During the last days of October a group of engaged doctoral students gathered at a Nordic doctoral workshop organized by Information Studies, Åbo Akademi University and the Nordic Research School in Information Studies (Norslis). The EDGE team was represented by Timo, Johanna and Gunilla.
A wide variety of theories and models
During the workshop we had a number of lectures addressing the wide variety of theories and models used when studying information needs, seeking, and use in a changing information and media landscape. This is a complex area where we have numerous factors affecting information behaviour; individual, emotional, contextual, situational as well as information availability, relevance, form, and media. All models address the multi-dimensional information space in one way or another as Professor Elaine Toms from University of Sheffield, pointed out in her keynote lecture. She underlined the challenging terminology in the information science field, which leads to lack of clarity. Therefore we need models to conceptualize terminology and operationalize the study of complex processes of information needs and use. Still, the outcomes of information use should get more attention. Professor Peter Ingwersen from the Royal School of Library and Information Science, Denmark complemented the overall picture of theories, addressing information retrieval perspectives with more system specific concerns. Ingwersen has developed an integrated cognitive research framework of information seeking (IS) and information retrieval (IR) combining both IR-specific interests as well as contextual and individual factors. Other lecturers during the workshop, addressing the multitude of theories used when studying information behaviour were Jannica Heinström (personality theories), Kristina Eriksson-Backa (health information behaviour), and Kerstin Rydbeck (social theories). Stefan Ek gave an example of a recent empirical study on purposive information seeking among Finnish people (18-64 years). The study shows that we are all equal when it comes to intangible concerns such as information overload.
A wide variety of doctoral projects
An important part of the workshop were the participants, the doctoral students, who all contributed to the success of the workshop. The 15 doctoral students represented five different countries in the Nordic-Baltic area (Finland, Sweden, Norway, Denmark, and Lithuania). Also, they all represented a broad and multidisciplinary spectrum of research areas. Their research topics can be divided into three main groups; Media change and convergence with focus on the changing media landscape, changing information behaviour, and preservation of digital information, Education and research with focus on collaborative networks, educational resources and information literacy, Knowledge management and learning organization with focus on innovation, creative processes, leadership, and organisational change.
Group work outcomes
During the workshop the doctoral students were to rethink their own research projects based on lessons learned from the lectures. They worked in groups defining their research interests and as a result we got three interesting research projects that could be possible research projects in the future:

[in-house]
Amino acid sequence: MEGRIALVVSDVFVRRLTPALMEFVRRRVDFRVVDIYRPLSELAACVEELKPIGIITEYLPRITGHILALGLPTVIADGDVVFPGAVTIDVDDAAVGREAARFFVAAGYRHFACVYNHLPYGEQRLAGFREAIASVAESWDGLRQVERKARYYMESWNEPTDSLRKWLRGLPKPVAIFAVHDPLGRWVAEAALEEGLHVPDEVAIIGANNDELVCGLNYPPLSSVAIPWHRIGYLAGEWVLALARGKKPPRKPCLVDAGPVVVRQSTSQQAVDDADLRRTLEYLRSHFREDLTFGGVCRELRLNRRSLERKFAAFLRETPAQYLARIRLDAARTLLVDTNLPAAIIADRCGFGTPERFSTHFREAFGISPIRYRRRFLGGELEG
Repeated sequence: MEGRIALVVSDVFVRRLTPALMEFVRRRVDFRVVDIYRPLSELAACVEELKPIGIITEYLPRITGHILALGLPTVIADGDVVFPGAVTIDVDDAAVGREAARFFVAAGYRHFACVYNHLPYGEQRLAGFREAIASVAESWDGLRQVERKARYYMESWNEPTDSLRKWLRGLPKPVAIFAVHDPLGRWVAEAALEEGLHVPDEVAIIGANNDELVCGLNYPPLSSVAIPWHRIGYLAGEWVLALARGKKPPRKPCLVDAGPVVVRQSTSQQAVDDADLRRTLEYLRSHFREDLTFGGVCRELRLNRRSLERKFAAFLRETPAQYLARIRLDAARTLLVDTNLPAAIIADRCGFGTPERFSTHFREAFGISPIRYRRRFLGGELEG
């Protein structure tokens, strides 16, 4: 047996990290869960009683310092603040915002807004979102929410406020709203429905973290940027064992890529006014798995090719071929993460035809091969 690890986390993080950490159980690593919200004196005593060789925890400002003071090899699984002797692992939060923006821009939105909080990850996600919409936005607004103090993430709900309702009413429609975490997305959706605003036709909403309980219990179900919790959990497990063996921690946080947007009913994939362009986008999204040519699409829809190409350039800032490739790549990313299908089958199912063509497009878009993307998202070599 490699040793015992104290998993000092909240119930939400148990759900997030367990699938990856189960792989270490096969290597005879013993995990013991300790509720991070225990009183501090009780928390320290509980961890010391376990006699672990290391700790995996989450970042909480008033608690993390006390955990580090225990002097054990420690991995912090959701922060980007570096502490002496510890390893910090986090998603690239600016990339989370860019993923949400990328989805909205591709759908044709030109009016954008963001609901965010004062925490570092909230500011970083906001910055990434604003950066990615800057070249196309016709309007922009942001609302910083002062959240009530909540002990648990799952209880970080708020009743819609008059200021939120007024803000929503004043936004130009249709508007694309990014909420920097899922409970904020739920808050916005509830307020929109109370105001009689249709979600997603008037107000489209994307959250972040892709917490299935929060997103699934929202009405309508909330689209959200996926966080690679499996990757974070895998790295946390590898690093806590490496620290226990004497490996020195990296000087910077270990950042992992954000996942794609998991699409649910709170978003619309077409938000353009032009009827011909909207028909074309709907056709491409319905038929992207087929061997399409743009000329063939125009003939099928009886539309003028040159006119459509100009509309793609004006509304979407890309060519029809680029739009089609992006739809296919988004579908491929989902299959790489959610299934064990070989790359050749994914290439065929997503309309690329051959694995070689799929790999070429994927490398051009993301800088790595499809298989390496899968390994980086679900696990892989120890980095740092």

- What is the result of networking? The project would study research networks as a result of e.g. Norslis workshops. The study would use a personality perspective to networks as an information ground, the five factor personality theory could be used. Also theories of motivation, and models of scholarly communication could be useful frameworks. This would give a new perspective to research collaboration.
- The learning process in multi-modal information seeking. The project would study different information needs scenarios, e.g. information on movies – how are new information channels such as twitter, links to a blog, recommendations used. A multi-modal information seeking model could be developed from earlier models on the learning process, such as the SECI-model.
- MediaStorm. This project would study information behaviour in a crisis situation. At the time of the workshop the New York storm (Sandy) was highly current and made a good example of how crisis situation is interpreted and intermediated differently. Theories on information behaviour could be used with additional focus on situational impact. Also personality theories could be useful when studying how people deal with crisis situations and information seeking.
The workshop underlined the value in mixing researchers from different fields, different academic environments, and different countries. We learned about research projects in process, we learned how different theories and models are used in practice, we learned that information behaviour is present not only in information science but also in neighbouring fields and disciplines – and we can definitely benefit from borrowing insights from each other. For example we could clearly see how close information behaviour and consumer behaviour research actually is.
Networking is one important feature of research work – and this kind of workshop is the best platform to practice networking. It is an information ground in many senses – senior researchers and doctoral students share their expertise, get the opportunity to network and develop new collaborative networks. And most of all, at the same time, it was a lot of fun 🙂
Gunilla / workshop organizer